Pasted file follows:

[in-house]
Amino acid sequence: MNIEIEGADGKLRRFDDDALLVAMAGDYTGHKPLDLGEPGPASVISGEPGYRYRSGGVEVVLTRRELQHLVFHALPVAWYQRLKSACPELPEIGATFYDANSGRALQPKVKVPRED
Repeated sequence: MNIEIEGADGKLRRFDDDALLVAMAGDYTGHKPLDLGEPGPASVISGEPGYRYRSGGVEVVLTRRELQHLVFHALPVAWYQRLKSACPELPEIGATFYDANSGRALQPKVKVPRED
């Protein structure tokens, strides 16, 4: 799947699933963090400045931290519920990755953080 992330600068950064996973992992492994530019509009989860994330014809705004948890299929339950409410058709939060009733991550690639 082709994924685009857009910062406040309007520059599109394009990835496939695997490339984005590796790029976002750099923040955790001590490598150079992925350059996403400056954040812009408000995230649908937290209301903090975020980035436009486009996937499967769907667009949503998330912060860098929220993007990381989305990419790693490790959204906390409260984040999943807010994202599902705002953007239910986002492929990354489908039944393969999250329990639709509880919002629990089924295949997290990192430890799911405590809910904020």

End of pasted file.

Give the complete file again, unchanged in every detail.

[in-house]
Amino acid sequence: MNIEIEGADGKLRRFDDDALLVAMAGDYTGHKPLDLGEPGPASVISGEPGYRYRSGGVEVVLTRRELQHLVFHALPVAWYQRLKSACPELPEIGATFYDANSGRALQPKVKVPRED
Repeated sequence: MNIEIEGADGKLRRFDDDALLVAMAGDYTGHKPLDLGEPGPASVISGEPGYRYRSGGVEVVLTRRELQHLVFHALPVAWYQRLKSACPELPEIGATFYDANSGRALQPKVKVPRED
């Protein structure tokens, strides 16, 4: 799947699933963090400045931290519920990755953080 992330600068950064996973992992492994530019509009989860994330014809705004948890299929339950409410058709939060009733991550690639 082709994924685009857009910062406040309007520059599109394009990835496939695997490339984005590796790029976002750099923040955790001590490598150079992925350059996403400056954040812009408000995230649908937290209301903090975020980035436009486009996937499967769907667009949503998330912060860098929220993007990381989305990419790693490790959204906390409260984040999943807010994202599902705002953007239910986002492929990354489908039944393969999250329990639709509880919002629990089924295949997290990192430890799911405590809910904020």